If you have changed jobs or are considering a job change, you will have to think about what to do with your 401k. There are basically three options: you could leave the money in your 401(k), cash the plan out, or roll it over to an IRA. Before you decide, it is important to consider the costs and benefits of each choice.
You could simply take your 401(k) money and spend it. This has a certain appeal in the short term, but it is not likely the best long-term choice. If you take the distribution and do not roll it into a new retirement account within 60 days, you will be taxed at the ordinary income tax rate on the entire value, minus any after tax or Roth 401(k) contributions you have made. Be aware that this could push you into a higher tax bracket and drastically cut into your savings. For example, if you are in a 25% federal tax bracket and 9% state bracket, you can easily lose 50% of your savings. Additionally, you may be subject to a 10% penalty on the distribution if you are under age 55.
It may be that you simply need the money now and do not have the option of keeping it in a retirement plan. In that case, it is possible to minimize the tax impact. If you have both taxable and nontaxable funds in your 401(k), you can roll over just the taxable portion and keep the nontaxable portion for you immediate use.
If you have less than $5000 vested in your 401(k), you have the option of leaving it in your employer's plan until you reach the plan's normal retirement age. If you choose to leave the money where it is, you will have to choose investments from the plan’s limited menu, usually consisting of mutual funds. Also, the annual compliance testing, administration, and tax return required for a traditional 401(k) can mean increased expenses for you.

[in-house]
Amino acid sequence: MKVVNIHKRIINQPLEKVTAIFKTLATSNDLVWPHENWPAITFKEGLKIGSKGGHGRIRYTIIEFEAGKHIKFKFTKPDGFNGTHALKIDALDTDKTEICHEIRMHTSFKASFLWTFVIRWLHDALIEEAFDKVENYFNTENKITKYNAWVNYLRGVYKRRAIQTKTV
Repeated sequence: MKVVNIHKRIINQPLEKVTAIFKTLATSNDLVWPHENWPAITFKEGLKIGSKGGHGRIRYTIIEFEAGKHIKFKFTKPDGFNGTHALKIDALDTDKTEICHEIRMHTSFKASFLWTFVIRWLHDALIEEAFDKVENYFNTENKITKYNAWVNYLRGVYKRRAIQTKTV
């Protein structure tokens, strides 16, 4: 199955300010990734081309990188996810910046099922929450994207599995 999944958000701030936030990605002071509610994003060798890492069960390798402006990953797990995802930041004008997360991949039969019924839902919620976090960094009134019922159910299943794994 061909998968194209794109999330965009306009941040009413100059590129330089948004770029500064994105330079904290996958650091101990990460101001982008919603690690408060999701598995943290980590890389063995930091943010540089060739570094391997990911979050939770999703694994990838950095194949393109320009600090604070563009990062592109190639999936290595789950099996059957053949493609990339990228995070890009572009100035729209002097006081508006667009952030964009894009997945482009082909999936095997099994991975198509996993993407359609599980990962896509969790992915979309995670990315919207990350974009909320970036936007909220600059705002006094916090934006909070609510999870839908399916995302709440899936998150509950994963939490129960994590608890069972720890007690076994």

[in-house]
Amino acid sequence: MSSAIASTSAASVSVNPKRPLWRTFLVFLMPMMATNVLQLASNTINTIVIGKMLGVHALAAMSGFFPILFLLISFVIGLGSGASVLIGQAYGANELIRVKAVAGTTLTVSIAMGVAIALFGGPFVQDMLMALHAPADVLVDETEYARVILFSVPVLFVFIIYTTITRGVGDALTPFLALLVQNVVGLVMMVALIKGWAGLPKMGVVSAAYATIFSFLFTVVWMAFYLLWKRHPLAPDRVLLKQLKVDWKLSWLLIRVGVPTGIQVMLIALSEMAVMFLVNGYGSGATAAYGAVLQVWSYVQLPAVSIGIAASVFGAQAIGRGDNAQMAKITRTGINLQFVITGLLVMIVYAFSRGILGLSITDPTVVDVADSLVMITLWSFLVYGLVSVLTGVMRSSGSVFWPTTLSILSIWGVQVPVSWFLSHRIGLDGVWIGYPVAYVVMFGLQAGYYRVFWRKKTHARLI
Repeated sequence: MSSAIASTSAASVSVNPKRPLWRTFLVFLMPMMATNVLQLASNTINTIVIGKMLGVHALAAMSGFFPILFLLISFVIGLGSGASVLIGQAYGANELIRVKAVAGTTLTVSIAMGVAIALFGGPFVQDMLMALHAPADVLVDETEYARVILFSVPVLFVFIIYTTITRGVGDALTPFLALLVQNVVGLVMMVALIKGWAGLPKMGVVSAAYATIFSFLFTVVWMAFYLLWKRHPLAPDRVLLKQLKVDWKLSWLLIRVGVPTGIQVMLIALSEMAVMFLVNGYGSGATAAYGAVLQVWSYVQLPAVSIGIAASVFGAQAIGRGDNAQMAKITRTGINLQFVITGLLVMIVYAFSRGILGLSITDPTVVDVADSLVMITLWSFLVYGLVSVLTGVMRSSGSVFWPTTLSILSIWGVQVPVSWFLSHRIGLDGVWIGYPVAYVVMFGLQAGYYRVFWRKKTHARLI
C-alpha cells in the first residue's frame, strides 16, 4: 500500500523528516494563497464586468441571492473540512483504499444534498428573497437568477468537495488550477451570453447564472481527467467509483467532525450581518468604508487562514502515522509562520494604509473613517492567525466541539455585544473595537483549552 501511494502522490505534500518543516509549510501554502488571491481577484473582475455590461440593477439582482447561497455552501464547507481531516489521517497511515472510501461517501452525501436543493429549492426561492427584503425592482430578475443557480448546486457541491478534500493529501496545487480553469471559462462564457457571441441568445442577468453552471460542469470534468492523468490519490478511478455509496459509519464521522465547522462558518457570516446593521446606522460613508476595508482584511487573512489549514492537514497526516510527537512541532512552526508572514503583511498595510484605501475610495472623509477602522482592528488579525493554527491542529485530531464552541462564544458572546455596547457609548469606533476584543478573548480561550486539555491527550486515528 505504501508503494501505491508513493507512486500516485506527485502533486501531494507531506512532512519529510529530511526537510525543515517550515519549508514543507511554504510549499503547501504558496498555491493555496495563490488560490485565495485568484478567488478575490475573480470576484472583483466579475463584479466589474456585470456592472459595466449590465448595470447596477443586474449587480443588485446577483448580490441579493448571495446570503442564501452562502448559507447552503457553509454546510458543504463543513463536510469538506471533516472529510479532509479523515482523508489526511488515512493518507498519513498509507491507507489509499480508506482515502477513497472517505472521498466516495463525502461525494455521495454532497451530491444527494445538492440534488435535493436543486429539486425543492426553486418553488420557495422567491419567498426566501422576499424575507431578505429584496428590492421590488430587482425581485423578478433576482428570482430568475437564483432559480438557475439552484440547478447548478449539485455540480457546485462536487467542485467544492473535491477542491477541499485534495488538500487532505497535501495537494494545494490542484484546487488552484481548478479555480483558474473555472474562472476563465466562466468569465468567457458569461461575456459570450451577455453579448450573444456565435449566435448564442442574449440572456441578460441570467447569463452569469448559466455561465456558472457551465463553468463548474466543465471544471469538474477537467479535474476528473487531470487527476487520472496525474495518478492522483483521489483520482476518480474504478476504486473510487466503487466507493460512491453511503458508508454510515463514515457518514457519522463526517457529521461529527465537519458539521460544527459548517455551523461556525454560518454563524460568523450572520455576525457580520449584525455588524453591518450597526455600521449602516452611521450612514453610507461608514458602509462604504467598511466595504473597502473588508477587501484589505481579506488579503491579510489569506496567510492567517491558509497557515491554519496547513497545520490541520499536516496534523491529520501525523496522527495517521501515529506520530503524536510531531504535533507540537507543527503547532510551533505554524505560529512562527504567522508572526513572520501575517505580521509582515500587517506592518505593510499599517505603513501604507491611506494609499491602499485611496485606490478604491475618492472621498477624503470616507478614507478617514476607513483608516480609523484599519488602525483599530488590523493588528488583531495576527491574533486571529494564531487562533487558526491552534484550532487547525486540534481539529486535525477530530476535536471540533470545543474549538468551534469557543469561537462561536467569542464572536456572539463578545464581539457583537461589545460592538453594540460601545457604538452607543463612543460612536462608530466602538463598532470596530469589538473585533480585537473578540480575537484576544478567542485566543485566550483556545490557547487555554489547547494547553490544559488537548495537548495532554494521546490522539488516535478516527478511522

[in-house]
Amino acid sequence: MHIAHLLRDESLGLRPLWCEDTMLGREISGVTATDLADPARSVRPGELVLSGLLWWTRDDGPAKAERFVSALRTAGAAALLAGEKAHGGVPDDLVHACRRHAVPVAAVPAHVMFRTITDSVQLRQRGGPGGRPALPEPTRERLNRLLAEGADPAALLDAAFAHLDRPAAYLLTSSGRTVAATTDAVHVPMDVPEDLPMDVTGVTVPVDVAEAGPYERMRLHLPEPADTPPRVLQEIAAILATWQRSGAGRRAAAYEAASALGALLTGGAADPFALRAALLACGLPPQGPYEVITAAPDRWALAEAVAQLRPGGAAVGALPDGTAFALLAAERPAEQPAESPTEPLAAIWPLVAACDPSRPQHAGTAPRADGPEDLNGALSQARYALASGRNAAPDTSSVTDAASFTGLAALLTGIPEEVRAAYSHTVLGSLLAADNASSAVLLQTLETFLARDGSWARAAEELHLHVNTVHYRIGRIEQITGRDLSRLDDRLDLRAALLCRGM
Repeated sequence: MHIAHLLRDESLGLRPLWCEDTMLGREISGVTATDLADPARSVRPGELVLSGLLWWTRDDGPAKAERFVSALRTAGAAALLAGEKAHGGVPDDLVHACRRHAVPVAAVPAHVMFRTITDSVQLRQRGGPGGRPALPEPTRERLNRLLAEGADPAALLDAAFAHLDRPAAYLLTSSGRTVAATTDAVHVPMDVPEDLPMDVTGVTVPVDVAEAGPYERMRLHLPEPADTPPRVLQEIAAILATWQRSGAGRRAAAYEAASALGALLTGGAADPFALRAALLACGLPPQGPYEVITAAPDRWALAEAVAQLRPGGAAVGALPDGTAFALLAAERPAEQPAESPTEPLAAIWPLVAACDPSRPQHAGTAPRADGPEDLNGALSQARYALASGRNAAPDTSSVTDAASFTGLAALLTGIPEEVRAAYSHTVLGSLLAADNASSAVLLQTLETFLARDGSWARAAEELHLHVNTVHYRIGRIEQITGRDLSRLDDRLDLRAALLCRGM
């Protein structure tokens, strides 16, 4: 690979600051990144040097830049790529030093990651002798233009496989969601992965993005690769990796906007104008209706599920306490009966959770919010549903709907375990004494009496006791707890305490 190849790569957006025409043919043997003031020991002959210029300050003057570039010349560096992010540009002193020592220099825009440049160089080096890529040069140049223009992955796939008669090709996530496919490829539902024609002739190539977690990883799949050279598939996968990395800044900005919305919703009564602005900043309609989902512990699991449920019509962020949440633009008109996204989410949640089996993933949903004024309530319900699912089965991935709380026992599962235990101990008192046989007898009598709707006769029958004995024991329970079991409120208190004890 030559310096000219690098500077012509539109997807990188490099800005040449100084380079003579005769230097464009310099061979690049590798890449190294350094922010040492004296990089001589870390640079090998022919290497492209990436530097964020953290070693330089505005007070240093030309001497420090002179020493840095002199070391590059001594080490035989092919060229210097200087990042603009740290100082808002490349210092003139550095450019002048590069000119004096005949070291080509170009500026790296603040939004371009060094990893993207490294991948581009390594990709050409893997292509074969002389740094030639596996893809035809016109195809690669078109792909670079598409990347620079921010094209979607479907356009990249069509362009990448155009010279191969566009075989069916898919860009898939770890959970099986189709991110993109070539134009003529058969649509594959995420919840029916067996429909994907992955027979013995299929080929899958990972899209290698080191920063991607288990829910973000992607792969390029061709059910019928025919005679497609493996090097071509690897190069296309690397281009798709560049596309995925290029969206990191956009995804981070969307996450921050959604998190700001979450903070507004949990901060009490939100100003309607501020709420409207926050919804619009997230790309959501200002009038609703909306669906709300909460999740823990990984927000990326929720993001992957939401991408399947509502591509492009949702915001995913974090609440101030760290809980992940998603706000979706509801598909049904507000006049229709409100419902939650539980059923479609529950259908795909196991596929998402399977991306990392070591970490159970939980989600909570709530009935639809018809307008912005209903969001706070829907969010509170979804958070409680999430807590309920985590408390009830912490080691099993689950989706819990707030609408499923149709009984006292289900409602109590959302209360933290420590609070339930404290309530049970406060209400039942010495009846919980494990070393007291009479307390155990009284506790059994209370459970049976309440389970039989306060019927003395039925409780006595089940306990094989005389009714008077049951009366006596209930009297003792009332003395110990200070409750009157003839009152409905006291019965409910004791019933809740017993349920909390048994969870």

Your best option may be to roll your existing 401(k) funds into IRA. An IRA offers more investment choices than a 401(k), and you can move money freely among any of the investments offered by the IRA trustee or custodian. This enables you to control your expenses by choosing low-cost funds and changing them when necessary. You also have the freedom to allocate money among different IRA custodians or trustees, allowing you freedom of choice in case you are dissatisfied with the customer service or return you see, as well as the potential for added diversification.
An IRA gives you increased flexibility in the timing and amount of your distributions. These are largely at your discretion. The exception is that at age 70 1/2, a traditional IRA requires that you begin taking minimum distributions. If your money is in a 401(k), your plan may more severely limit your distribution options.
Before making a decision about what to do with your 401(k), talk with one of our professional financial advisors. We will look at your individual financial picture and give you detailed advice about how to best structure your retirement savings to meet your personal goals. We are experts at 401(k) rollovers!
Material discussed herewith is meant for general illustration and/or informational purposes only, please note that individual situations can vary. Therefore, the information should be relied upon when coordinated with individual professional advice.